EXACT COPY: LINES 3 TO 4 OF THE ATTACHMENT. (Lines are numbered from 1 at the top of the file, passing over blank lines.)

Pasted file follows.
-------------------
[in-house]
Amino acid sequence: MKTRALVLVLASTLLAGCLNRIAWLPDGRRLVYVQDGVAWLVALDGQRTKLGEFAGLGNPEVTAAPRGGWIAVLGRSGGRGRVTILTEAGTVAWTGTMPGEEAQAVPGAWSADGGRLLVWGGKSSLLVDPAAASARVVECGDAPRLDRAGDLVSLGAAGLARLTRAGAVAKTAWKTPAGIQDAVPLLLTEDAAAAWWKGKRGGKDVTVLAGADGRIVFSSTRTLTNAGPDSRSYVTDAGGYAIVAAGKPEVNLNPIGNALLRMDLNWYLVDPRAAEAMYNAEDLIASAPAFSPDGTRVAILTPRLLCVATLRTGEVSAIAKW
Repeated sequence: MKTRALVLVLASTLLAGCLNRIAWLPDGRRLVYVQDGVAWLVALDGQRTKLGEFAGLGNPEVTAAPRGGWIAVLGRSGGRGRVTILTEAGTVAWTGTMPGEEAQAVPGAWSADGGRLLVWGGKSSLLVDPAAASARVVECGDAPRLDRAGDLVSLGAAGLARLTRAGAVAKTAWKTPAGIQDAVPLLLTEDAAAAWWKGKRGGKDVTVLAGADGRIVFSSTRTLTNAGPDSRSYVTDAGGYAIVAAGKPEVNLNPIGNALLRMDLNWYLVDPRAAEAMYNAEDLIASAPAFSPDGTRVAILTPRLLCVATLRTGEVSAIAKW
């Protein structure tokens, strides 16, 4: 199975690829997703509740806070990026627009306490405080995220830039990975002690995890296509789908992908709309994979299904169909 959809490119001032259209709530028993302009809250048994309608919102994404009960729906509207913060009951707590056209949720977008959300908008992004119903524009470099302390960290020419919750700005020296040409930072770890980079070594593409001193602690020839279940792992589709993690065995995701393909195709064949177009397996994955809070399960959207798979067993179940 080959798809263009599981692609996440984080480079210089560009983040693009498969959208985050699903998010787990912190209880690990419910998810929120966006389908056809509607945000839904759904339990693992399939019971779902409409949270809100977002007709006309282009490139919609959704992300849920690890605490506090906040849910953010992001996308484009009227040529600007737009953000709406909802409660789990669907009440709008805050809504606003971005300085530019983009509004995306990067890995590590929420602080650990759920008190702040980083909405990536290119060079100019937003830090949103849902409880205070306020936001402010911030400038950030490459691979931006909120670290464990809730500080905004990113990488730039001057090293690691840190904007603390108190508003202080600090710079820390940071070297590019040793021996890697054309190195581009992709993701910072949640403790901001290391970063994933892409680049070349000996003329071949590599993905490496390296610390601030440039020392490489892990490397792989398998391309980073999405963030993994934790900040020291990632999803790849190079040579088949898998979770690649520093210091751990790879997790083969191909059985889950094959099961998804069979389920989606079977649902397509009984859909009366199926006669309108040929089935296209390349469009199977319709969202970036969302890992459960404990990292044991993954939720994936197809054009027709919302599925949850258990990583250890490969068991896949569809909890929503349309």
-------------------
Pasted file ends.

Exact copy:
Repeated sequence: MKTRALVLVLASTLLAGCLNRIAWLPDGRRLVYVQDGVAWLVALDGQRTKLGEFAGLGNPEVTAAPRGGWIAVLGRSGGRGRVTILTEAGTVAWTGTMPGEEAQAVPGAWSADGGRLLVWGGKSSLLVDPAAASARVVECGDAPRLDRAGDLVSLGAAGLARLTRAGAVAKTAWKTPAGIQDAVPLLLTEDAAAAWWKGKRGGKDVTVLAGADGRIVFSSTRTLTNAGPDSRSYVTDAGGYAIVAAGKPEVNLNPIGNALLRMDLNWYLVDPRAAEAMYNAEDLIASAPAFSPDGTRVAILTPRLLCVATLRTGEVSAIAKW
């Protein structure tokens, strides 16, 4: 199975690829997703509740806070990026627009306490405080995220830039990975002690995890296509789908992908709309994979299904169909 959809490119001032259209709530028993302009809250048994309608919102994404009960729906509207913060009951707590056209949720977008959300908008992004119903524009470099302390960290020419919750700005020296040409930072770890980079070594593409001193602690020839279940792992589709993690065995995701393909195709064949177009397996994955809070399960959207798979067993179940 080959798809263009599981692609996440984080480079210089560009983040693009498969959208985050699903998010787990912190209880690990419910998810929120966006389908056809509607945000839904759904339990693992399939019971779902409409949270809100977002007709006309282009490139919609959704992300849920690890605490506090906040849910953010992001996308484009009227040529600007737009953000709406909802409660789990669907009440709008805050809504606003971005300085530019983009509004995306990067890995590590929420602080650990759920008190702040980083909405990536290119060079100019937003830090949103849902409880205070306020936001402010911030400038950030490459691979931006909120670290464990809730500080905004990113990488730039001057090293690691840190904007603390108190508003202080600090710079820390940071070297590019040793021996890697054309190195581009992709993701910072949640403790901001290391970063994933892409680049070349000996003329071949590599993905490496390296610390601030440039020392490489892990490397792989398998391309980073999405963030993994934790900040020291990632999803790849190079040579088949898998979770690649520093210091751990790879997790083969191909059985889950094959099961998804069979389920989606079977649902397509009984859909009366199926006669309108040929089935296209390349469009199977319709969202970036969302890992459960404990990292044991993954939720994936197809054009027709919302599925949850258990990583250890490969068991896949569809909890929503349309």